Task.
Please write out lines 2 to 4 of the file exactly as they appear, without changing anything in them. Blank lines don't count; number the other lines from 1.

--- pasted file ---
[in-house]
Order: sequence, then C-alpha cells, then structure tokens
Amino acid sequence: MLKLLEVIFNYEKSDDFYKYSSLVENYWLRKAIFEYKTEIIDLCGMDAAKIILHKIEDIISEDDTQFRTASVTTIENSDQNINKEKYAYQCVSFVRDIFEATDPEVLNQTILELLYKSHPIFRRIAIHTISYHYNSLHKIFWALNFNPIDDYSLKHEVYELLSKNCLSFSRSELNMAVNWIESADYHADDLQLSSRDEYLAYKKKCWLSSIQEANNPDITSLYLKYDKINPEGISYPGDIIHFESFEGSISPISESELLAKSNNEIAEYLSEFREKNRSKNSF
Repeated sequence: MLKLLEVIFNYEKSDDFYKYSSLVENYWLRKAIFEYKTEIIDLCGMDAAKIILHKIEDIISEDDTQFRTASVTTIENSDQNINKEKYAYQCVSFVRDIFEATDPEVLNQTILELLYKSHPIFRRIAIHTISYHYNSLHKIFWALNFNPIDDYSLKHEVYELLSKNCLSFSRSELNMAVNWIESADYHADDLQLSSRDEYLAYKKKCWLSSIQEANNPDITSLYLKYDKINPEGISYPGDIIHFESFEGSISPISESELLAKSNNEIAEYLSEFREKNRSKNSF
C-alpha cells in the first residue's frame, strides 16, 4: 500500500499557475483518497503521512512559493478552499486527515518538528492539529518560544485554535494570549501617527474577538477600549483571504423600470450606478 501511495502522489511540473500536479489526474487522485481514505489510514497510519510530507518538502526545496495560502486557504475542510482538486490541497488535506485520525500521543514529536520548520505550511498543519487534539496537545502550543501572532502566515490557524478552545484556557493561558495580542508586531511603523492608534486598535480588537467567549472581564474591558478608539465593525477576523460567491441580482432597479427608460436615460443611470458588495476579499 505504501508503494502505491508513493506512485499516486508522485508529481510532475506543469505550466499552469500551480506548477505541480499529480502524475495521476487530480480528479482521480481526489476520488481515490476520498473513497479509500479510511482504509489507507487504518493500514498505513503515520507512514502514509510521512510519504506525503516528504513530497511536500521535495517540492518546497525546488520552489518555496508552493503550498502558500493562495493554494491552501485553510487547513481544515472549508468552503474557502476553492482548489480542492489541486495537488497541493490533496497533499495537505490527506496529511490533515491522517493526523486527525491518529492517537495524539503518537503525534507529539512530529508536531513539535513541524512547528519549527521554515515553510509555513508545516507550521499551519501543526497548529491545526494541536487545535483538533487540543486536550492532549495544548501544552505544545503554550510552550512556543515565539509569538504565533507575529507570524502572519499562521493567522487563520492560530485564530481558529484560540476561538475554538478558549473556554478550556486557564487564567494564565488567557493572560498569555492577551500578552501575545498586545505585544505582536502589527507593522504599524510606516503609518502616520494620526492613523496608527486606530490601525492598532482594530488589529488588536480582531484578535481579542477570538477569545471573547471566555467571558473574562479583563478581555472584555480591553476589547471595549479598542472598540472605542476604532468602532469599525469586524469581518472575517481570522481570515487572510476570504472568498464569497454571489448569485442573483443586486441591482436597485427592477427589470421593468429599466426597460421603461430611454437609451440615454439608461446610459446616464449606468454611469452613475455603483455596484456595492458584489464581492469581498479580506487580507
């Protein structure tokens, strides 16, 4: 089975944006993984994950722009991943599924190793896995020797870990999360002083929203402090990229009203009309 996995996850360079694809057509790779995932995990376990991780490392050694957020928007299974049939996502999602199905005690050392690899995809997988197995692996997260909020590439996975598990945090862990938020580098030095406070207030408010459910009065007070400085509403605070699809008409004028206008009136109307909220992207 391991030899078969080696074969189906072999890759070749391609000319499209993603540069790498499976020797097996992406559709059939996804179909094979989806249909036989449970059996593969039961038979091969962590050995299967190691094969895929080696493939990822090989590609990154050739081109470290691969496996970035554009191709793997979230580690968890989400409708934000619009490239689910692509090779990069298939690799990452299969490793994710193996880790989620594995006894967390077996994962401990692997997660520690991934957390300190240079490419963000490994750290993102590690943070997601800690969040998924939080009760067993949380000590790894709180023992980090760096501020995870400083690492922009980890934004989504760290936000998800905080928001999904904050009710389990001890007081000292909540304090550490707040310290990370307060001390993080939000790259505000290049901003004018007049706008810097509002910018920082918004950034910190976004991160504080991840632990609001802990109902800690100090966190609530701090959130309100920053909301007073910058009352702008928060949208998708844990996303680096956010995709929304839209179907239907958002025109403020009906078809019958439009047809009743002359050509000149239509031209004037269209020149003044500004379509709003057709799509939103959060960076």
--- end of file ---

Order: sequence, then C-alpha cells, then structure tokens
Amino acid sequence: MLKLLEVIFNYEKSDDFYKYSSLVENYWLRKAIFEYKTEIIDLCGMDAAKIILHKIEDIISEDDTQFRTASVTTIENSDQNINKEKYAYQCVSFVRDIFEATDPEVLNQTILELLYKSHPIFRRIAIHTISYHYNSLHKIFWALNFNPIDDYSLKHEVYELLSKNCLSFSRSELNMAVNWIESADYHADDLQLSSRDEYLAYKKKCWLSSIQEANNPDITSLYLKYDKINPEGISYPGDIIHFESFEGSISPISESELLAKSNNEIAEYLSEFREKNRSKNSF
Repeated sequence: MLKLLEVIFNYEKSDDFYKYSSLVENYWLRKAIFEYKTEIIDLCGMDAAKIILHKIEDIISEDDTQFRTASVTTIENSDQNINKEKYAYQCVSFVRDIFEATDPEVLNQTILELLYKSHPIFRRIAIHTISYHYNSLHKIFWALNFNPIDDYSLKHEVYELLSKNCLSFSRSELNMAVNWIESADYHADDLQLSSRDEYLAYKKKCWLSSIQEANNPDITSLYLKYDKINPEGISYPGDIIHFESFEGSISPISESELLAKSNNEIAEYLSEFREKNRSKNSF